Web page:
One often hears pet owners say: "I see my pet as a human being and a member of my family."
The essence of the remark suggests the obvious: A pet -- be it a dog, cat, rabbit or squirrel -- isn't a human being to begin with.
By the same token, when Chinese Nationalist Party (KMT) presidential candidate Ma Ying-jeou (
It is dumbfounding to hear such an ethnically prejudiced remark from the mouth of a presidential hopeful in democratic Taiwan today, where human rights and respect and appreciation for diversity and multiculturalism are trumpeted every day.
Ma spokesman Lo Chih-chiang (
Ma's insulting remark was more than just a slip of the tongue as some, quick to leap to the pan-blue golden boy's defense, argued. It was an exposure of Ma's unconscious self that showed him to be filled with elitist chauvinism and prejudice against the nation's Aborigines.
For a long time under KMT rule, Aboriginal cultures were suppressed, if not wiped out completely. In recent years, the country's Aborigines have slowly regained their sense of self-esteem and cultural pride, and the last thing they need is prejudiced comments from a potential future national leader.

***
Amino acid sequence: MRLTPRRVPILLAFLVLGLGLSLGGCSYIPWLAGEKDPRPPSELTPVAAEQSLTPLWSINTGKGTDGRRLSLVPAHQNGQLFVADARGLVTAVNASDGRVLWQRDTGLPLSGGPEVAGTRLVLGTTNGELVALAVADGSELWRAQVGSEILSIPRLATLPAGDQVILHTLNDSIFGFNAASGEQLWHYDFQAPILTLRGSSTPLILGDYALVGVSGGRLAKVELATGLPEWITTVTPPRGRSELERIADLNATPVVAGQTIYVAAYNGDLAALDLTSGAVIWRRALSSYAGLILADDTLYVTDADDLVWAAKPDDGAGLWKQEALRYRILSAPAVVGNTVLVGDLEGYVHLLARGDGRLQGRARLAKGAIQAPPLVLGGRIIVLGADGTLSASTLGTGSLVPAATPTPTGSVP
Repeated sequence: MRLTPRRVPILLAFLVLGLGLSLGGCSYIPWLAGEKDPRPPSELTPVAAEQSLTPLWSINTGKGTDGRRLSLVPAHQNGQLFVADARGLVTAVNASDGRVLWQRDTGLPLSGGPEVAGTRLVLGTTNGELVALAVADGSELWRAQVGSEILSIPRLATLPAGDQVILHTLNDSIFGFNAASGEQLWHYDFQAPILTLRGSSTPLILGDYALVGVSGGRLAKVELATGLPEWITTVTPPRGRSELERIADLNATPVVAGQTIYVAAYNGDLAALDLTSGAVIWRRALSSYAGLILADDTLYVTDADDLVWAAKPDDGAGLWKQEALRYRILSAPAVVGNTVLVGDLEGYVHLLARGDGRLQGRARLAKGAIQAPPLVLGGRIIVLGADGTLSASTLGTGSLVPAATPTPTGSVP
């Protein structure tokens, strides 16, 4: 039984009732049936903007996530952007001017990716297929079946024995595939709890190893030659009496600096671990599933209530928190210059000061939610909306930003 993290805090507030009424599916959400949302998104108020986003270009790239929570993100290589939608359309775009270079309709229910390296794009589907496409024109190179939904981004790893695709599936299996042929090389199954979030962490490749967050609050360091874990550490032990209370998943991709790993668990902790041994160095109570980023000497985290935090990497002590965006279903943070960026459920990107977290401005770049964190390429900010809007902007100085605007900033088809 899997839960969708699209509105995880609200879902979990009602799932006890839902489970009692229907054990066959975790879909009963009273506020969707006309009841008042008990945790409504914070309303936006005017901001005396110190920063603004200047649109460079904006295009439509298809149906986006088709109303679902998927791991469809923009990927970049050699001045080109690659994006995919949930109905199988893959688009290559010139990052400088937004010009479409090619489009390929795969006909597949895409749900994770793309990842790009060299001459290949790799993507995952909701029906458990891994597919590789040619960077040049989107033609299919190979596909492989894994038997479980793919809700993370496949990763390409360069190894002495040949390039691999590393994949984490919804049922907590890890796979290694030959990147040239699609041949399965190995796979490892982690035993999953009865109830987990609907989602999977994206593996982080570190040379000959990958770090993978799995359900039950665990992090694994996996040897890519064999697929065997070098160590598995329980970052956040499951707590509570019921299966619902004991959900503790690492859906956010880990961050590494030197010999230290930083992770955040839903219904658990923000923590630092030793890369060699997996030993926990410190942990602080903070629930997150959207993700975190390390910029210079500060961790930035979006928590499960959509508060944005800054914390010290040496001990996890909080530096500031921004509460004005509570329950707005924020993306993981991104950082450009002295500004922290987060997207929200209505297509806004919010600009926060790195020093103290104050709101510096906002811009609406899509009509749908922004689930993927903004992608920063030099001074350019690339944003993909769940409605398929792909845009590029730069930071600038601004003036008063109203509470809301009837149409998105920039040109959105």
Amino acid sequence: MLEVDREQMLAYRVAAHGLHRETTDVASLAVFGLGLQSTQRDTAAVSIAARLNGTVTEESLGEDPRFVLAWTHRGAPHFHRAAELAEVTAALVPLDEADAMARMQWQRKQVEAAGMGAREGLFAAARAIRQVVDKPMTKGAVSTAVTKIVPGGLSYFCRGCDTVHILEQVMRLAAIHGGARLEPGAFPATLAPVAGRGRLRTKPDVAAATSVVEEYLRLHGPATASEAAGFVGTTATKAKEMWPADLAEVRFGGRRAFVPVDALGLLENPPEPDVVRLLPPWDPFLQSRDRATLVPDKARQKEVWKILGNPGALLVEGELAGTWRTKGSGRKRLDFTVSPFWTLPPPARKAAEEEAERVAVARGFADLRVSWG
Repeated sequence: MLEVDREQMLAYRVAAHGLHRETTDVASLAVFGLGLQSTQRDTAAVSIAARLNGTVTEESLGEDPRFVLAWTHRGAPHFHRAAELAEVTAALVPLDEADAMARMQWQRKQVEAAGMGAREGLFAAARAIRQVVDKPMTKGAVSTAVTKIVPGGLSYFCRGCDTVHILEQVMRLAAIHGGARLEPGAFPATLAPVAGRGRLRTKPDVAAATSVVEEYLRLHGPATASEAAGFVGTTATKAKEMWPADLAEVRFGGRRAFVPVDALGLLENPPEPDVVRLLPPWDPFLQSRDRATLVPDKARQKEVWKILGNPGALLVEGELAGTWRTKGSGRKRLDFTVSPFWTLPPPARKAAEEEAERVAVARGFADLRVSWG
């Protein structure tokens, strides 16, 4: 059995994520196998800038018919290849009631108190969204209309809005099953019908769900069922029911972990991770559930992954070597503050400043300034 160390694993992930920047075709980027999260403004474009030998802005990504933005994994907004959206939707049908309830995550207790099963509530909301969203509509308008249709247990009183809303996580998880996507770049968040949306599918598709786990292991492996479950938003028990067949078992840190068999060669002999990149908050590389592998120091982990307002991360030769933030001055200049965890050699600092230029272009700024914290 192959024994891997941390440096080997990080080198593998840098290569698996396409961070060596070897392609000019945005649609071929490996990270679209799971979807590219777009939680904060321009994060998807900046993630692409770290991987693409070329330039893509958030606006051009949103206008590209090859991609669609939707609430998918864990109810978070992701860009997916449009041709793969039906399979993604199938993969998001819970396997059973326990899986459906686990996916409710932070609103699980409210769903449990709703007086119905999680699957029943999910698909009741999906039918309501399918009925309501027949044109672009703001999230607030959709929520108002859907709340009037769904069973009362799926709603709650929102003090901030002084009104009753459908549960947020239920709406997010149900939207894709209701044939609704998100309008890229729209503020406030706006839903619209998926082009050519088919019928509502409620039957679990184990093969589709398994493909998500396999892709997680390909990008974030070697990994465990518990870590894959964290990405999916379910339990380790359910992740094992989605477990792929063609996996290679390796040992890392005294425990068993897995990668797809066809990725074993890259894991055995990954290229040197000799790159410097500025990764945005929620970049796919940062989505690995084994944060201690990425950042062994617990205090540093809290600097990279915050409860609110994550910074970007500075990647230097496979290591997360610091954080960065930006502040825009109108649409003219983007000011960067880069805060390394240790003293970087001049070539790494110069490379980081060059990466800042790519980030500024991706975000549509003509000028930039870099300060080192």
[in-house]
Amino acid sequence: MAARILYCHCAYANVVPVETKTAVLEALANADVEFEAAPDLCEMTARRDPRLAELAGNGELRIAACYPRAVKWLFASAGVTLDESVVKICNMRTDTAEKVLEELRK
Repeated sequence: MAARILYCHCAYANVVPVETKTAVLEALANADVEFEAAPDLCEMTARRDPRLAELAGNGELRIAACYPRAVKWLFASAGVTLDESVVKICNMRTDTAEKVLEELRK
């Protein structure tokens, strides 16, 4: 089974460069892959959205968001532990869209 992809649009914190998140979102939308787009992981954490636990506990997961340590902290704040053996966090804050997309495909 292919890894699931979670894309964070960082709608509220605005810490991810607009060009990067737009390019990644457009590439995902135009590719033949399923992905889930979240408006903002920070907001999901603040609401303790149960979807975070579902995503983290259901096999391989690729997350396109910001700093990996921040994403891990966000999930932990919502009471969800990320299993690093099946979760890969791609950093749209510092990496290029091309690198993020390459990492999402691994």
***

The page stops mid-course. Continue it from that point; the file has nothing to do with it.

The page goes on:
Ma was also quoted as saying at the same venue that: "If you come into the city, you have to play by its rules."
Obviously Ma didn't realize that the Aborigines were in Taiwan long before he was. What right does he have to say to the Aborigines: "If you come into the city, you have to play by its rules"?
James Watson, the Nobel prize-winning biologist and DNA pioneer, apologized and stepped down from his position at Cold Spring Harbor Laboratory in October over offensive comments he made about the intelligence of Africans.
Ma has offered no such apology.
It is sad to see that, as of yesterday, when the news broke, no Aboriginal representatives had come forward to challenge Ma and defend Aboriginal dignity. The Council of Indigenous People -- supposedly the nation's highest body looking after Aborigines' rights and well-being -- uttered not a single word of condemnation, nor have we heard any demand of an apology by Ma from Aboriginal lawmakers such as Independent Legislator May Chin (
When the Aborigines and their representatives fail to stand up and demand due respect for their brothers and sisters, how then can they expect people like Ma to show them respect and teach people what appreciation for diversity means?
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